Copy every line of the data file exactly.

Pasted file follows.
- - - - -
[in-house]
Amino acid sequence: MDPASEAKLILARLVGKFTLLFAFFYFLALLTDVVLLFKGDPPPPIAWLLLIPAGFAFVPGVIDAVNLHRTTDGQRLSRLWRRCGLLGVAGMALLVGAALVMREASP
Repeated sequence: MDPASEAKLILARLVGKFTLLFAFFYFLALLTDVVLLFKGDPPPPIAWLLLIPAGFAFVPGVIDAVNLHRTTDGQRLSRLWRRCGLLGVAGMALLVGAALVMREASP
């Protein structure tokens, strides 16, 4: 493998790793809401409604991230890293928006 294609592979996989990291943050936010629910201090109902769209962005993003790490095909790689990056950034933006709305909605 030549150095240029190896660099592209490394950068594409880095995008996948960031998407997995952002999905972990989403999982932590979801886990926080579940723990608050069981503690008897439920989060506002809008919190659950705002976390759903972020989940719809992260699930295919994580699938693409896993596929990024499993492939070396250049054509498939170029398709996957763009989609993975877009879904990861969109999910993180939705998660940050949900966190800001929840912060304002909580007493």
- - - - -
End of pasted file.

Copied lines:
[in-house]
Amino acid sequence: MDPASEAKLILARLVGKFTLLFAFFYFLALLTDVVLLFKGDPPPPIAWLLLIPAGFAFVPGVIDAVNLHRTTDGQRLSRLWRRCGLLGVAGMALLVGAALVMREASP
Repeated sequence: MDPASEAKLILARLVGKFTLLFAFFYFLALLTDVVLLFKGDPPPPIAWLLLIPAGFAFVPGVIDAVNLHRTTDGQRLSRLWRRCGLLGVAGMALLVGAALVMREASP
């Protein structure tokens, strides 16, 4: 493998790793809401409604991230890293928006 294609592979996989990291943050936010629910201090109902769209962005993003790490095909790689990056950034933006709305909605 030549150095240029190896660099592209490394950068594409880095995008996948960031998407997995952002999905972990989403999982932590979801886990926080579940723990608050069981503690008897439920989060506002809008919190659950705002976390759903972020989940719809992260699930295919994580699938693409896993596929990024499993492939070396250049054509498939170029398709996957763009989609993975877009879904990861969109999910993180939705998660940050949900966190800001929840912060304002909580007493």